Week in review
Some of the 34 local residents detained by Immigrations and Customs Enforcement (ICE) this week had been convicted of sex, drug and weapons crimes, the agency said Wednesday.Twenty-two of the illegal immigrants arrested in the Roaring Fork Valley are from Mexico, nine are from El Salvador and three are from Honduras, ICE said in a news release.Twelve already have been returned to Mexico.ICE conducted the local crackdown Monday and Tuesday, as part of a longer, ongoing, nationwide initiative called “Operation Return to Sender.”Seven of those detained have criminal records. ICE spokesman Carl Rusnok said sometimes immigrants who have permission to live in the United States lose their legal status when they are convicted of crimes, but are released and ICE isn’t notified.Some who committed crimes decades ago fall retroactively under a 1996 law that makes people eligible for deportation for certain crimes.Two of this week’s detainees previously had been deported and may be subject to federal prosecution. Anyone who re-enters the United States after having been deported is committing a felony punishable by up to 20 years in prison.Thirteen of the others picked up this week also had deportation orders.
A woman with publishing, marketing and chamber of commerce experience has been hired as Glenwood Springs’ next tourism marketing director.Kate Collins will begin her new job Oct. 16. She replaces Stephanie Keister, who stepped down after a little less than a year on the job to become the marketing director at Schmueser Gordon Meyer, a local engineering and surveying firm.Collins founded and served as publisher for Colorado Resort Publishing, a glossy magazine division of Colorado Mountain News Media. CMNM also owns other publications in the region including the Post Independent. The division publishes Aspen Philanthropist, Mountain House & Home, and the Summit Parade of Homes magazine.She previously served as regional marketing director for CMNM.The city of Glenwood Springs contracts with the Glenwood Springs Chamber Resort Association to do tourism marketing, using more than $500,000 a year generated by a lodging tax. That’s a lot of money for tourism marketing, Collins said.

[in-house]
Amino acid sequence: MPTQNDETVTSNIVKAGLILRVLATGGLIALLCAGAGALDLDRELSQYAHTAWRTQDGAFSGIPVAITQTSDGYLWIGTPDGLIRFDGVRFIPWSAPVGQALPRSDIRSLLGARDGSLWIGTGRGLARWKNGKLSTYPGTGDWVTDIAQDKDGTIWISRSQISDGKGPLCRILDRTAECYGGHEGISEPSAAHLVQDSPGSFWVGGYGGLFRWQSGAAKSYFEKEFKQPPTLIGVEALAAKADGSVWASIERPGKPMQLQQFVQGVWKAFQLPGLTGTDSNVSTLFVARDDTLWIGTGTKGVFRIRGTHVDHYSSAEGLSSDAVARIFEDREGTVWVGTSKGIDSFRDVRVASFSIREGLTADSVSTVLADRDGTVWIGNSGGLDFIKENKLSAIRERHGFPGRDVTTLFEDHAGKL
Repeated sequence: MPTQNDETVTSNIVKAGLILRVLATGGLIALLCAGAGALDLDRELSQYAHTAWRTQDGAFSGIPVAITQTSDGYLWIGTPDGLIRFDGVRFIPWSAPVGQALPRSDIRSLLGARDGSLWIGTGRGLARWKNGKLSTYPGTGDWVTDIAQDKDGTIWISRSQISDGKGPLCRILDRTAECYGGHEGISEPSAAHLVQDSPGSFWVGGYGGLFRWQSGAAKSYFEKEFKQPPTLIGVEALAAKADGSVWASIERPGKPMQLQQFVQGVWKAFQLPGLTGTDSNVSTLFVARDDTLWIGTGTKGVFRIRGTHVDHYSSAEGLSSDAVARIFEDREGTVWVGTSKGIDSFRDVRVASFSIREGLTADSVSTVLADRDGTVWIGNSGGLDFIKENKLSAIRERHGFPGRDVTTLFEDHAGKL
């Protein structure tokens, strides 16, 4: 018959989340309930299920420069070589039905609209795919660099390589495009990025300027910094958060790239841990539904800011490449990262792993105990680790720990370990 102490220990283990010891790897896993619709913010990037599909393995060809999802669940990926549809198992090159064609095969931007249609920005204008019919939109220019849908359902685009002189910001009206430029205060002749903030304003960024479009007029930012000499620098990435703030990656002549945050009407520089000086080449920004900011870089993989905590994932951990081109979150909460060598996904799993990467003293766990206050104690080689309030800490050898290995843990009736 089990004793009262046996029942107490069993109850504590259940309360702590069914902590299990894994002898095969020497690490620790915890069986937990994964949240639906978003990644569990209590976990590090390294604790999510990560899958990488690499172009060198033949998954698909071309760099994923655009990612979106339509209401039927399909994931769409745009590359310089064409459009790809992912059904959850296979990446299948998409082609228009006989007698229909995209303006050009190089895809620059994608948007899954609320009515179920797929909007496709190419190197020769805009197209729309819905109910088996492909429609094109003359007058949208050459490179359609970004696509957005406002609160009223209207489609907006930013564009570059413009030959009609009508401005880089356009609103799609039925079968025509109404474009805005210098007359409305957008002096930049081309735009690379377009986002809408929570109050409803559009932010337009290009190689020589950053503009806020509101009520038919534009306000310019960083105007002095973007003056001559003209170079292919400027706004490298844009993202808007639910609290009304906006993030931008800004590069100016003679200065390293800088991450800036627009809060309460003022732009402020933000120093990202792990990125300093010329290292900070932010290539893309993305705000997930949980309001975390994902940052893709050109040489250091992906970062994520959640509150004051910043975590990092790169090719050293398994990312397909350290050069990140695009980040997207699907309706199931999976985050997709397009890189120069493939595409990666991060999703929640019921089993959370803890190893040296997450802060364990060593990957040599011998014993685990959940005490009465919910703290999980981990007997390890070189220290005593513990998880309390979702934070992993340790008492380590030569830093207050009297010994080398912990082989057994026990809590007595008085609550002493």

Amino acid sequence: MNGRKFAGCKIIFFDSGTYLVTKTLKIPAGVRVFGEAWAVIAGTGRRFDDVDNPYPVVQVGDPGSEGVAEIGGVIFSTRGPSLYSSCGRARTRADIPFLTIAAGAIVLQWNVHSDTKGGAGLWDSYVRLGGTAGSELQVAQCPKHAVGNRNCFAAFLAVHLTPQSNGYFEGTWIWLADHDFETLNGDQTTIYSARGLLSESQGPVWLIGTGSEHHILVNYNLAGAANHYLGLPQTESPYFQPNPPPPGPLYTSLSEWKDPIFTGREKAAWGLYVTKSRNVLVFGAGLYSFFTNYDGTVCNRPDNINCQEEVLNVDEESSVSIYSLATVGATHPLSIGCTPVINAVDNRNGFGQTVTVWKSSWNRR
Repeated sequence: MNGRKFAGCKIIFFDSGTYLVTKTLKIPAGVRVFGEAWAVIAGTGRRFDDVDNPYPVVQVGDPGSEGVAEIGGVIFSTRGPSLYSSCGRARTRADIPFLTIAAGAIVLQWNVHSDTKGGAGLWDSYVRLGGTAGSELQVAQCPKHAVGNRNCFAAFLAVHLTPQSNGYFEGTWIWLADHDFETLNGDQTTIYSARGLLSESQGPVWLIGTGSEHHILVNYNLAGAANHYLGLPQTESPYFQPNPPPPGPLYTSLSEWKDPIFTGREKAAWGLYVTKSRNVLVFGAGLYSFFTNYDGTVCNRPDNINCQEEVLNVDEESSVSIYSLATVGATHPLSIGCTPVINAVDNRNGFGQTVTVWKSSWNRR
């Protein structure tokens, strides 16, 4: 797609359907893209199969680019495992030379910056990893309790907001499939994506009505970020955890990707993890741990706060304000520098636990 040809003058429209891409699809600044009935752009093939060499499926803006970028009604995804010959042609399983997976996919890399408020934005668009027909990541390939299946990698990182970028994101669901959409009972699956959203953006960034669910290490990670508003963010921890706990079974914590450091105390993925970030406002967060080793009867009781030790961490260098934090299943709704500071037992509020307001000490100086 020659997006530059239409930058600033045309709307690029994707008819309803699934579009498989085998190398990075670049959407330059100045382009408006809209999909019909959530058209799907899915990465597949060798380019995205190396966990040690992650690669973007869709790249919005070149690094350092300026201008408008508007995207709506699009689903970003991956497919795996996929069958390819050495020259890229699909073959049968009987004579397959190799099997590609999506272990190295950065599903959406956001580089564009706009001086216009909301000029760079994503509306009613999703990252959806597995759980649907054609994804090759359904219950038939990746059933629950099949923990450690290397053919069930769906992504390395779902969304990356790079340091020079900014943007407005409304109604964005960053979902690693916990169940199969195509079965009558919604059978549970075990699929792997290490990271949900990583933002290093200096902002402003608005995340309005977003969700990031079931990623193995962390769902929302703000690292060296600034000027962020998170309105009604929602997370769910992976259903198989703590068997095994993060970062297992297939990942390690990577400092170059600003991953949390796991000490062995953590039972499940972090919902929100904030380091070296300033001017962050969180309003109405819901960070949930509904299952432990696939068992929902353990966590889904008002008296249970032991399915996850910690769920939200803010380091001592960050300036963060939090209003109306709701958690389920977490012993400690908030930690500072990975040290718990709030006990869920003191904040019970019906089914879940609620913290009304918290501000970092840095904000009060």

Glenwood police are continuing to stake out hot spots and solicit leads as they attempt to stop a rash of vandalism this summer.Frustrated by the continuing outbreak, police chief Terry Wilson said anyone arrested can expect to be prosecuted to the fullest extent allowed by law, to serve as a deterrence to others.”We’ve truly lost our sense of humor on this completely. So have people in the downtown area,” he said.Vandals have been marking structures with spray paint and permanent markers.”They’re hitting all the city parks, they’re hitting the pedestrian bridges, they’re hitting various places downtown. The parks are really getting slammed by it,” he said.Vandals also have been damaging soft drink machines and bathrooms in city parks, he said.
Support Local Journalism
Support Local Journalism
Readers around Glenwood Springs and Garfield County make the Post Independent’s work possible. Your financial contribution supports our efforts to deliver quality, locally relevant journalism.
Now more than ever, your support is critical to help us keep our community informed about the evolving coronavirus pandemic and the impact it is having locally. Every contribution, however large or small, will make a difference.
Each donation will be used exclusively for the development and creation of increased news coverage.
Start a dialogue, stay on topic and be civil.
If you don't follow the rules, your comment may be deleted.
User Legend: Moderator Trusted User
Before the pandemic hit, Ana Posada, 60, decided to take English lessons in preparation for interviews to obtain her U.S. citizenship. She started classes with English in Action, a local nonprofit in the Roaring Fork…